4. Section 2234 of the Code states:

“The Division of Medical Quality shall take action against any licensee who is charged with unprofessional conduct. In addition to other provisions of this article, unprofessional conduct includes, but is not limited to, the following:

“(a) Violating or attempting to violate, directly or indirectly, assisting in or abetting the violation of, or conspiring to violate any provision of this chapter.

“(b) Gross negligence.

“(c) Repeated negligent acts. To be repeated, there must be two or more negligent acts or omissions. An initial negligent act or omission followed by a separate and distinct departure from the applicable standard of care shall constitute repeated negligent acts.

(1) An initial negligent diagnosis fo11owed by an act or omission medically appropriate for that negligent diagnosis of the patient shall constitute a single negligent act.

“(2) When the standard of care requires a change in the diagnosis, act, or omission that constitutes the negligent act described in paragraph (I), including, but not limited to, a reevaluation of the diagnosis or a change in treatment, and the licensee’s conduct departs from the applicable standard of care, each departure constitutes a separate and distinct breach of the standard of care.

“(d) Incompetence.

“(e) The commission of any act involving dishonesty or corruption which is substantially related to the qualifications, functions, or duties of a physician and surgeon. “(f) Any action or conduct which would have warranted the denial of a certificate. “(g) The practice of medicine from this state into another state or country without meeting the legal requirements of that state or country for the practice of medicine. Section 2314 shall not apply to this subdivision. This subdivision shall become operative upon the implementation of the proposed registration program described in Section 2052.5.”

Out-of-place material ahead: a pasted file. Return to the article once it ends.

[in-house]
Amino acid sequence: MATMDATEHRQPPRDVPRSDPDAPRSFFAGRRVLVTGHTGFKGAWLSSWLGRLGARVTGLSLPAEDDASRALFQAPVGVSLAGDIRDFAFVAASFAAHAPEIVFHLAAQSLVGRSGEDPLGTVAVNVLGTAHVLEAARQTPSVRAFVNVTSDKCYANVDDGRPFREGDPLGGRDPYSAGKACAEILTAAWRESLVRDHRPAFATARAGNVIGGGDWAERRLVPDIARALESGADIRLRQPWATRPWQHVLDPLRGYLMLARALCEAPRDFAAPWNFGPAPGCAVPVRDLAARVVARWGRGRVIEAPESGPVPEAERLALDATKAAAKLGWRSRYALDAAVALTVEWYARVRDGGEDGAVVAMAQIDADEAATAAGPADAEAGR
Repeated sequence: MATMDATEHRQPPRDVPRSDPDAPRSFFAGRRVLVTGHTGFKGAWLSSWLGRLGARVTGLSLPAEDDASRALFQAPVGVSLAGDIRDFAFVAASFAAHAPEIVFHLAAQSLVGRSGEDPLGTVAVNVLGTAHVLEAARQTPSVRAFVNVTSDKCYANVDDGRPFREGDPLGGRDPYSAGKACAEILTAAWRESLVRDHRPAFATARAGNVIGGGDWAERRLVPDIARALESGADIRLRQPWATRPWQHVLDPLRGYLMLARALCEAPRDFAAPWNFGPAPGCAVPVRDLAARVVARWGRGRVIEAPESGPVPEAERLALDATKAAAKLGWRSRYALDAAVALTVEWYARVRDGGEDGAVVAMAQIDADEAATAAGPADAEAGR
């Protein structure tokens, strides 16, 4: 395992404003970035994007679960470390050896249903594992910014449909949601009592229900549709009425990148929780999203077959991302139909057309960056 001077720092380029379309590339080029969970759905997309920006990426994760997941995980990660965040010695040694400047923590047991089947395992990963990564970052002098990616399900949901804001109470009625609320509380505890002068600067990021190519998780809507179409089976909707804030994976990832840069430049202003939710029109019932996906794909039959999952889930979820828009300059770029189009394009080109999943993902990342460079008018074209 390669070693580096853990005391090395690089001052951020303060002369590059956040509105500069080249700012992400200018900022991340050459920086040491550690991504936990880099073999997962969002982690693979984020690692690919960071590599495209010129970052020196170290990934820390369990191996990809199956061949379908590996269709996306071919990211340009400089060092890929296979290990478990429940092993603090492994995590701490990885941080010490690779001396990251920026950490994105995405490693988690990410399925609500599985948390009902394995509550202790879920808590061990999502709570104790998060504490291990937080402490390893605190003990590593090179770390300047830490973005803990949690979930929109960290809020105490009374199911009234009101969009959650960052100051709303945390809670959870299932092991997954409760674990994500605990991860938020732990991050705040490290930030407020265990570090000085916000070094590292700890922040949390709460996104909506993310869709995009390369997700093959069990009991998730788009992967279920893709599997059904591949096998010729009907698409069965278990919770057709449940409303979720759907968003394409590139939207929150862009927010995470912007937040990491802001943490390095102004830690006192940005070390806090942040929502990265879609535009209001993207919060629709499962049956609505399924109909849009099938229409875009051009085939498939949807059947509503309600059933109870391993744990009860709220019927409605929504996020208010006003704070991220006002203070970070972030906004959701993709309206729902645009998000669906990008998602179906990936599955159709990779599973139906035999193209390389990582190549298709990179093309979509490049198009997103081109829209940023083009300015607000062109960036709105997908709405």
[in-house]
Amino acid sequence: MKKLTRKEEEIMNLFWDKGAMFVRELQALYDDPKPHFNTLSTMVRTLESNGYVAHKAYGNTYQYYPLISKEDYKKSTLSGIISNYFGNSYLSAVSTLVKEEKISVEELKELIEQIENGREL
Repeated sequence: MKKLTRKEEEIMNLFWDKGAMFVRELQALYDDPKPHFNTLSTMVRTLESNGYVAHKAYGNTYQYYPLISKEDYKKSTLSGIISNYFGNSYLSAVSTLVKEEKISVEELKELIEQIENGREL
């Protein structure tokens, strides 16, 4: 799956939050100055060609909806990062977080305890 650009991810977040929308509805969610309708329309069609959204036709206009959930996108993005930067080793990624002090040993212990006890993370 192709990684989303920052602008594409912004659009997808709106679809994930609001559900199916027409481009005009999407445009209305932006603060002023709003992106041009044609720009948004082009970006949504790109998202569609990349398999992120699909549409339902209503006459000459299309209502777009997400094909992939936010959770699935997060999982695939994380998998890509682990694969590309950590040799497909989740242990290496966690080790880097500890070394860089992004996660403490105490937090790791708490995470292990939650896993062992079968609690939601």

5. Section 3600 of the Code states that the law governing licentiates of the Osteopathic Medical Board of California is found in the Osteopathic Act and in Chapter 5 of Division 2, relating to medicine.

6. Section 3600-2 of the Code states:

The Osteopathic Medical Board of California shall enforce those portions of the Medical Practice Act identified as Article 12 (commencing with Section 2220), of Chapter 5 of Division 2 of the Business and Professions Code, as now existing or hereafter amended, as to persons who hold certificates subject to the jurisdiction of the Osteopathic Medical Board of California, however, persons who elect to practice using the term or suffix 11M.D.11 as provided in Section 2275 of the Business and Professions Code, as now existing or hereafter amended, shall not be subject to this section, and the Medical Board of California shall enforce the provisions of the article as to persons who make the election. After making the election, each person so electing shall apply for renewal of his or her certificate to the Medical Board of California, and the Medical Board of California shall issue renewal certificates in the same manner as other renewal certificates are issued by it.”